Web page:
I felt old for the first time. I know I was not the oldest person at the concert (by far), but I felt somehow removed from the crowd. My dress and sweater made me look like a librarian (no offense, Maddie, just making generalizations) compared to the neon halter tops and short shorts all around me. I don’t do this sort of dancing and I was entirely out of my element. By the end of the concert, I was tired of getting danced into. I was tired of dancing (that so very rarely happens) and I was tired of hearing sounds. I had so much fun, and I adore his brother and his brother’s girlfriend, but I don’t know that I’d be so willing to attend a repeat of that event. I’m glad that he understood.
On Sunday, after a quick visit to his grandparents, we had dinner at his mom’s house. Last July, one too many “princess party drinks” (White Russians) had me doing some pathetic-late-night-love-drunk crying on his porch once we got home. His impression of that incident is nearly accurate and is hilarious – ask him to do it some time. (It’s just like the “I’ll go to DU, I swear” freshman year of college pleading, except two notches less hysterical. Maybe.) This time, I was (quite willingly) banned from drinking any. I would like to insert the fact that I’m also a lot more confident about his communication skills and where we stand, which is conducive to a no-tears environment.
His mom pulled him outside to tell him that I was too skinny before she made me eat second helpings on pasta and finish my giant hamburger. Then she walked me through making cookies from scratch. “Beat the shit out of the butter,” she told me, after I’d failed to beat it quite fluffy enough. “Just set it on high, and walk away. Don’t watch it. Come back in five minutes.” It was terrifying, but so rewarding. I made something!!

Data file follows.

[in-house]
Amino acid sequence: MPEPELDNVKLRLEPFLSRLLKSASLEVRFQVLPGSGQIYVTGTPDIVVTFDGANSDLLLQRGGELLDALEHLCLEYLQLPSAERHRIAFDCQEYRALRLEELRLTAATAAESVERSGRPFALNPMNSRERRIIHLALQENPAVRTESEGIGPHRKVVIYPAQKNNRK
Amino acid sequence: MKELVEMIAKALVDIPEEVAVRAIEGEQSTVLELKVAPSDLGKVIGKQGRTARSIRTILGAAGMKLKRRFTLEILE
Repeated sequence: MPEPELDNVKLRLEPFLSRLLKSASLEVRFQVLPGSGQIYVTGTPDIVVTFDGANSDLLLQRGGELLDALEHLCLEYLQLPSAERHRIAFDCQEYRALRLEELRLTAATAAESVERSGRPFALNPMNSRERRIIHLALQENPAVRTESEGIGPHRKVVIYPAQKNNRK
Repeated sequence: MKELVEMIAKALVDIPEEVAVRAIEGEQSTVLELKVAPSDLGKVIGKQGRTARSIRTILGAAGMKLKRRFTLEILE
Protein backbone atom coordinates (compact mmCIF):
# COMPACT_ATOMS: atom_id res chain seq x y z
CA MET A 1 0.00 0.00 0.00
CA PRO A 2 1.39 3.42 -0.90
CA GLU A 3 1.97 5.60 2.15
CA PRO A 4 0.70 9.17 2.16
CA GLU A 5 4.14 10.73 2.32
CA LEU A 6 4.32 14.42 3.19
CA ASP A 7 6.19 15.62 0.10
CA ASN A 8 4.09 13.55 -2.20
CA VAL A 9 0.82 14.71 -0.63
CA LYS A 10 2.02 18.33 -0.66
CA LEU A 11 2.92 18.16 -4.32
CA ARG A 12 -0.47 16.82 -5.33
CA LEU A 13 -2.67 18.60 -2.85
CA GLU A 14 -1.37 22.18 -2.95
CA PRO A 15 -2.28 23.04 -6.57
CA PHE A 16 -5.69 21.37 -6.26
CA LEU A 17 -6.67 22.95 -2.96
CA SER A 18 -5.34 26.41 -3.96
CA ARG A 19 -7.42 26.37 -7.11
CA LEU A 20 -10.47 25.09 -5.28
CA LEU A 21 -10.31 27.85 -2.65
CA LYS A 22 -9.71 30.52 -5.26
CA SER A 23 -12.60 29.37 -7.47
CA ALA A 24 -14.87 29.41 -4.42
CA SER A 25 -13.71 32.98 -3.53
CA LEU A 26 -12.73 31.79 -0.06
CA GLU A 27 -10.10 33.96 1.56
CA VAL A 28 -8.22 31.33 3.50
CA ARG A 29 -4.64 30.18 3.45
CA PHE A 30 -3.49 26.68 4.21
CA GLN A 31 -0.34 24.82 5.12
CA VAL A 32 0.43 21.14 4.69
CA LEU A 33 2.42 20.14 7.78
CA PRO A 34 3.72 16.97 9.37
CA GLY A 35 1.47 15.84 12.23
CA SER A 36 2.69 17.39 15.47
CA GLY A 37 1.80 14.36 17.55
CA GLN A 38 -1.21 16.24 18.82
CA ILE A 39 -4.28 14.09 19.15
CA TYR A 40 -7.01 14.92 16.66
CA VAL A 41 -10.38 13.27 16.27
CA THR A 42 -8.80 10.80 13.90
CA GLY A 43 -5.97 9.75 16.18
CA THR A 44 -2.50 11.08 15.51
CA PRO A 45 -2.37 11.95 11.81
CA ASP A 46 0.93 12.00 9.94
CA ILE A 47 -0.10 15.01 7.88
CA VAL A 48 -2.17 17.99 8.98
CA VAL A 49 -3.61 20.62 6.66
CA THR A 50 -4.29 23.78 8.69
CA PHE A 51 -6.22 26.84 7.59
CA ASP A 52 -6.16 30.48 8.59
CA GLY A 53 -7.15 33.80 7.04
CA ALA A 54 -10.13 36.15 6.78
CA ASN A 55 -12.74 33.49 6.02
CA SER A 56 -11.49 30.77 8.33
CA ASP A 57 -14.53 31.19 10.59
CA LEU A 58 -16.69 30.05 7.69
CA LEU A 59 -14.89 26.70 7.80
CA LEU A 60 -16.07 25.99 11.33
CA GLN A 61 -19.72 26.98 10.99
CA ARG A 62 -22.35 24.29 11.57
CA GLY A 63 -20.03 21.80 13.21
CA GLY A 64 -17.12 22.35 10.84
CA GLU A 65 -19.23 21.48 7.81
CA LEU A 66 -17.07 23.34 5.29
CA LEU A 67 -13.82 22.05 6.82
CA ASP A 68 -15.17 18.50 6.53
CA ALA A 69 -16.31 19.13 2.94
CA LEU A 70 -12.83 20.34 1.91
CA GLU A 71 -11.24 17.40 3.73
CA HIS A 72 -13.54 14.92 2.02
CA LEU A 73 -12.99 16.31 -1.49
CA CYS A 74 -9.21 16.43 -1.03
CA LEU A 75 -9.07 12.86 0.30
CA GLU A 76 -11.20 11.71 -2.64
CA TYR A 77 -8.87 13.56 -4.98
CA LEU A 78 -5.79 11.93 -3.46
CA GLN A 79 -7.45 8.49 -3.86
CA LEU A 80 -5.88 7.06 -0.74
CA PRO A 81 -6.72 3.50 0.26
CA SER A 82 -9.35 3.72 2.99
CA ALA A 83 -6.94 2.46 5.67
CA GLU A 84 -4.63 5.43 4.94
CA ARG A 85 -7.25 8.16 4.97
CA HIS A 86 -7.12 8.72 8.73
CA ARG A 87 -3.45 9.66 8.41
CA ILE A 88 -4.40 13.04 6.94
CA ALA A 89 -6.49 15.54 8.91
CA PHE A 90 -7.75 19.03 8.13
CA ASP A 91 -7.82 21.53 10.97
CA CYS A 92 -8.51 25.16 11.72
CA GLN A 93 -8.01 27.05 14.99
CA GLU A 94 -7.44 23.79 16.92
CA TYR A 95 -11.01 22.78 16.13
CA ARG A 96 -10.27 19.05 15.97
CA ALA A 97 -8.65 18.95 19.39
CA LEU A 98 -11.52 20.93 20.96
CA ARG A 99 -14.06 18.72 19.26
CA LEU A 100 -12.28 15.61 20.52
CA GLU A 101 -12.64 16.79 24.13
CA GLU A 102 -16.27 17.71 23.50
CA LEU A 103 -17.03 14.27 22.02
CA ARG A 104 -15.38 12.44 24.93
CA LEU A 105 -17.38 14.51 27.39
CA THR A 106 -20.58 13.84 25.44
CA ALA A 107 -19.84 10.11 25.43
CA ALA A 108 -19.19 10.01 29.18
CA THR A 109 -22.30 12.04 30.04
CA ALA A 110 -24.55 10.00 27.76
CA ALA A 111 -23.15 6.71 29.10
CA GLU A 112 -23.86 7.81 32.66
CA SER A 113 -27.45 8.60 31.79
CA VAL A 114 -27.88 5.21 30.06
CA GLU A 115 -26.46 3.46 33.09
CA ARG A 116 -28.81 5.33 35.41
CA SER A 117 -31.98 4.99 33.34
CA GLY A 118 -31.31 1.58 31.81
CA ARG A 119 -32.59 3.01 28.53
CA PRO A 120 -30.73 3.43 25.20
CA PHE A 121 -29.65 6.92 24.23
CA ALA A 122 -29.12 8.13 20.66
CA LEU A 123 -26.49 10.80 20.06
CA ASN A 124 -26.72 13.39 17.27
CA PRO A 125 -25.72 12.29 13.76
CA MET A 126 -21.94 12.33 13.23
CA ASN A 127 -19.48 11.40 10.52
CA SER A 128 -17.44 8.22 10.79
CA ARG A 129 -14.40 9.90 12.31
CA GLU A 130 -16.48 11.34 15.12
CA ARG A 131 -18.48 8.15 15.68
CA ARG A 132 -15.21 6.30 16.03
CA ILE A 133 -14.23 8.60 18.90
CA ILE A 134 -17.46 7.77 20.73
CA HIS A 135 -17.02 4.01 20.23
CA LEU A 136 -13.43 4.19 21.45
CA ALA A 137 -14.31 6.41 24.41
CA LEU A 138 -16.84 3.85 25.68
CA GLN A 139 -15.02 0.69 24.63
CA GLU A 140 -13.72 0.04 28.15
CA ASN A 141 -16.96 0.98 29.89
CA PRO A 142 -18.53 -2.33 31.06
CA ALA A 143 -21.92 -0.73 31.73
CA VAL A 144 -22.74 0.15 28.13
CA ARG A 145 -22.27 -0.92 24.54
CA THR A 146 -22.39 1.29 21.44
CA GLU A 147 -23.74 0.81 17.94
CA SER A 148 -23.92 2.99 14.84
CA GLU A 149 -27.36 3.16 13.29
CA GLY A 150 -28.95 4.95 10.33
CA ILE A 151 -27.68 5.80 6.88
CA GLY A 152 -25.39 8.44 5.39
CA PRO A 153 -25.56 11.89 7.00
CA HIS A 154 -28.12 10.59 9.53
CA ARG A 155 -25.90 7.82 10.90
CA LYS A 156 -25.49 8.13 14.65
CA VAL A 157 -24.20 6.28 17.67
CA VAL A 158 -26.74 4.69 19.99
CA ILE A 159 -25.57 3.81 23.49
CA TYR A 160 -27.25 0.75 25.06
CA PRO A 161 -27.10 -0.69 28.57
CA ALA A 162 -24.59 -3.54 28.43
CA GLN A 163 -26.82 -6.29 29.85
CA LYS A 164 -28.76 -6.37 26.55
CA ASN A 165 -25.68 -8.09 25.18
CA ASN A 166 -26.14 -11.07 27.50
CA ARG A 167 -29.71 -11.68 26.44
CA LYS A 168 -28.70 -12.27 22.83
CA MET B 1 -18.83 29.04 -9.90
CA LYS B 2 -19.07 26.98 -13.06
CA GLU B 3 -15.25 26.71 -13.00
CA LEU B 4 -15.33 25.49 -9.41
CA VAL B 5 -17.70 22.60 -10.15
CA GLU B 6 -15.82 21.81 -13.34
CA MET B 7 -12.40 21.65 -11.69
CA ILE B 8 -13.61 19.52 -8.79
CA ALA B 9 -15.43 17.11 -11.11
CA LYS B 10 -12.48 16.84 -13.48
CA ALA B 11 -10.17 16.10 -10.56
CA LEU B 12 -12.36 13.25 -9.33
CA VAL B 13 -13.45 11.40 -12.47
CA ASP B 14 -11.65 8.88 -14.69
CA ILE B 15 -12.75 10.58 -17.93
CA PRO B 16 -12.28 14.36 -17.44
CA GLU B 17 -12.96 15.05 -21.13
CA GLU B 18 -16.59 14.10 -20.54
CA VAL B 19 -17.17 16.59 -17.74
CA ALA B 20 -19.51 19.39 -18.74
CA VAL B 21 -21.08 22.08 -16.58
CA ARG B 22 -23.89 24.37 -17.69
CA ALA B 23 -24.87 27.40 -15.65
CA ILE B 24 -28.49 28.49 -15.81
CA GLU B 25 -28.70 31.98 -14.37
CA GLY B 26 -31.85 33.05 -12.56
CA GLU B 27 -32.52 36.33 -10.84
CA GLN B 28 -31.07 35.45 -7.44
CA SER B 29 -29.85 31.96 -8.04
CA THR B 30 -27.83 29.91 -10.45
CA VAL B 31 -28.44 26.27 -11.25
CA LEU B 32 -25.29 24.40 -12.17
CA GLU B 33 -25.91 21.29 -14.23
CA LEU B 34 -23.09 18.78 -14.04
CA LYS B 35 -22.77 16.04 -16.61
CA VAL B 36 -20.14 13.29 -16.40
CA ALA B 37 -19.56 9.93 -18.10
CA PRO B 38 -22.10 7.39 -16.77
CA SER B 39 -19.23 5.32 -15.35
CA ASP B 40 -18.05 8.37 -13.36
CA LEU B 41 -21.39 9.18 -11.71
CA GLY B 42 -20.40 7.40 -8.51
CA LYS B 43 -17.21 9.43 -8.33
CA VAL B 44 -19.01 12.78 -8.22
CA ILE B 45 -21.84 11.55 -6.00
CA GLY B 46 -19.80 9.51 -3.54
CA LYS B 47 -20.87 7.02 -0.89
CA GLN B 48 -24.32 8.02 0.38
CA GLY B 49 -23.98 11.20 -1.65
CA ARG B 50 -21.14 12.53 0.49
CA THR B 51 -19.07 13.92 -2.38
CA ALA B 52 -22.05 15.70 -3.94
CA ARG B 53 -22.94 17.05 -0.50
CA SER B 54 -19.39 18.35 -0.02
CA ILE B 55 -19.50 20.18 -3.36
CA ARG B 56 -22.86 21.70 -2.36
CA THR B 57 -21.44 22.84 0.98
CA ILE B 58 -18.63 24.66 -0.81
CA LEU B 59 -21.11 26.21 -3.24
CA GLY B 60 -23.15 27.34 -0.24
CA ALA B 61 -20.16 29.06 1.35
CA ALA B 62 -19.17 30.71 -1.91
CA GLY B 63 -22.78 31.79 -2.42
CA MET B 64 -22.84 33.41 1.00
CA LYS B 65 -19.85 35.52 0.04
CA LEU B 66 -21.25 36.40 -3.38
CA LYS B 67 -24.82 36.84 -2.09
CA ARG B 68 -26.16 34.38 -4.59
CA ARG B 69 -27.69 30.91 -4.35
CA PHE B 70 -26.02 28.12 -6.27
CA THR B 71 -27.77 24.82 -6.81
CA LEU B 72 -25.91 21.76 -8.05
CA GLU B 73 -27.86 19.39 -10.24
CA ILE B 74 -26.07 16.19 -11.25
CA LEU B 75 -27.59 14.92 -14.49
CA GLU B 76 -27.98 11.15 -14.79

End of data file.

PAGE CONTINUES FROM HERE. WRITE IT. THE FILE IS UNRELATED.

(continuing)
I love his family. They’re so much like mine, sort of. Except his is definitely a little bit louder. Imagine four kids instead of me and Mike – it’s like that. It’s loud and chaotic and I feel right at home. His dad’s roommate, who I adore, came to dinner, too. We played Catchphrase, girls against boys, after dinner. The girls won quite soundly. It was the perfect ending to the trip.
This time there were no tears. There was only the promise of “next time” – we’ll spend more time with his grandparents, we’ll cook again with his mom, we’ll get to see each other sooner rather than later.
This time felt good. I don’t know if it will be good forever, but for right now, it’s good, and I’m learning to accept those good things and stop waiting for the other shoe to drop. Because in time, it will.
This time, we woke up at an ungodly hour and crept through the sleeping city toward the airport. I was too tired to think about crying. He stopped the car in the second lane, using a giant, hulking van as a reason to do it (it is Chicago after all, most things go) and came around and wrapped me in his arms. There were whispers, quick conversation as he got back into the driver’s seat and I grabbed my bags. I shut the door and turned away. I didn’t look back, not even for one last glimpse as he drove away. I never look back. My smooth exit was marred only by the automatic door not working. I walked up to, so close I could have rubbed my nose against it, only to curse quite loudly when it failed to open. The automatic door marked exit was much more accommodating, and soon enough, I was standing in the long line to get through security.
Home sweet home and early for work! It was a very successful Monday morning.